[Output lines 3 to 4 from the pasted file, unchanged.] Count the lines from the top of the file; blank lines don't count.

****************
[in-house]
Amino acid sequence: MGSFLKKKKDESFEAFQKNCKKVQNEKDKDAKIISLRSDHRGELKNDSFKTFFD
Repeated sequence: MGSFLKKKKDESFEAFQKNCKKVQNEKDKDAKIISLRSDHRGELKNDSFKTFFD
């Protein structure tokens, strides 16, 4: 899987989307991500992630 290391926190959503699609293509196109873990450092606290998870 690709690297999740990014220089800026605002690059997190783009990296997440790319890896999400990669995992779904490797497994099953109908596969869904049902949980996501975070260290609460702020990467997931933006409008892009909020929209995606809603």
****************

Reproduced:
Repeated sequence: MGSFLKKKKDESFEAFQKNCKKVQNEKDKDAKIISLRSDHRGELKNDSFKTFFD
């Protein structure tokens, strides 16, 4: 899987989307991500992630 290391926190959503699609293509196109873990450092606290998870 690709690297999740990014220089800026605002690059997190783009990296997440790319890896999400990669995992779904490797497994099953109908596969869904049902949980996501975070260290609460702020990467997931933006409008892009909020929209995606809603």